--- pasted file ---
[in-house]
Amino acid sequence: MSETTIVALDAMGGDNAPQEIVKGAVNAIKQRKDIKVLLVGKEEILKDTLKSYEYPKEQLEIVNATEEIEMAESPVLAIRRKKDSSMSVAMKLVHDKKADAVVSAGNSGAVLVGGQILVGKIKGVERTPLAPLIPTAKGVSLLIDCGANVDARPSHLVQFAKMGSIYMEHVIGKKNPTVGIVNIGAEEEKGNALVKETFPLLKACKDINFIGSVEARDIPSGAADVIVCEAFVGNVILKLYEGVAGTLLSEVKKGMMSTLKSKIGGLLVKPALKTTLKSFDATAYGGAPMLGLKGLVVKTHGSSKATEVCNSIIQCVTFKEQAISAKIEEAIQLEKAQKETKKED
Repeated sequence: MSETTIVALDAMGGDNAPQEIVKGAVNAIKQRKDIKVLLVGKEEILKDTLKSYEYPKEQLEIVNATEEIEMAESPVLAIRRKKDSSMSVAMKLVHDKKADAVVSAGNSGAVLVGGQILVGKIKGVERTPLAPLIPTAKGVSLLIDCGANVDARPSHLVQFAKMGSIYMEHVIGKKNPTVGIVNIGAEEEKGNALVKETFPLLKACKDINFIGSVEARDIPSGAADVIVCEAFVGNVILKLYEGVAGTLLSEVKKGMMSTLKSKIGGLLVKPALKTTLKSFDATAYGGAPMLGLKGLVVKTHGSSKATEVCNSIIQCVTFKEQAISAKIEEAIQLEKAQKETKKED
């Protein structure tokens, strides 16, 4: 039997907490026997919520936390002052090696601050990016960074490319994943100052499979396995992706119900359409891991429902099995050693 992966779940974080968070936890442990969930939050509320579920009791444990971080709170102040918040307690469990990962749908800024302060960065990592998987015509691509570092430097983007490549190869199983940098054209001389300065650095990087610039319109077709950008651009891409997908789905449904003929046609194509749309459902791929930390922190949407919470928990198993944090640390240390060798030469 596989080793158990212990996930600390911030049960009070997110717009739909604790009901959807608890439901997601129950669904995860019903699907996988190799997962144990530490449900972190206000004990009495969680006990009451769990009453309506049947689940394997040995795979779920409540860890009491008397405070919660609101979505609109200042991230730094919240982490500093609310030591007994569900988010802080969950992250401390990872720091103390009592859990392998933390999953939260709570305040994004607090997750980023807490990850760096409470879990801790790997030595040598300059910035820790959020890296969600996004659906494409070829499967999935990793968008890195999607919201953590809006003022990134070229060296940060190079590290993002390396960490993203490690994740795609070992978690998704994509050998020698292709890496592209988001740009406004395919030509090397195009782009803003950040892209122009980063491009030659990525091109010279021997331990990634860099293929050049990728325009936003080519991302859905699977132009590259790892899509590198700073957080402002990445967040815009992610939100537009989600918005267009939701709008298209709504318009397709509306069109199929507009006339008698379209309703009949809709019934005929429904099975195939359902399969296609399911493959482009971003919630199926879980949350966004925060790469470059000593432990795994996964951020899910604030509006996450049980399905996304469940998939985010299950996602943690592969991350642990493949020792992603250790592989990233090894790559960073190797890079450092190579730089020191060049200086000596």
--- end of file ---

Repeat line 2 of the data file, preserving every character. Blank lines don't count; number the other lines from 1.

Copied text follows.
Amino acid sequence: MSETTIVALDAMGGDNAPQEIVKGAVNAIKQRKDIKVLLVGKEEILKDTLKSYEYPKEQLEIVNATEEIEMAESPVLAIRRKKDSSMSVAMKLVHDKKADAVVSAGNSGAVLVGGQILVGKIKGVERTPLAPLIPTAKGVSLLIDCGANVDARPSHLVQFAKMGSIYMEHVIGKKNPTVGIVNIGAEEEKGNALVKETFPLLKACKDINFIGSVEARDIPSGAADVIVCEAFVGNVILKLYEGVAGTLLSEVKKGMMSTLKSKIGGLLVKPALKTTLKSFDATAYGGAPMLGLKGLVVKTHGSSKATEVCNSIIQCVTFKEQAISAKIEEAIQLEKAQKETKKED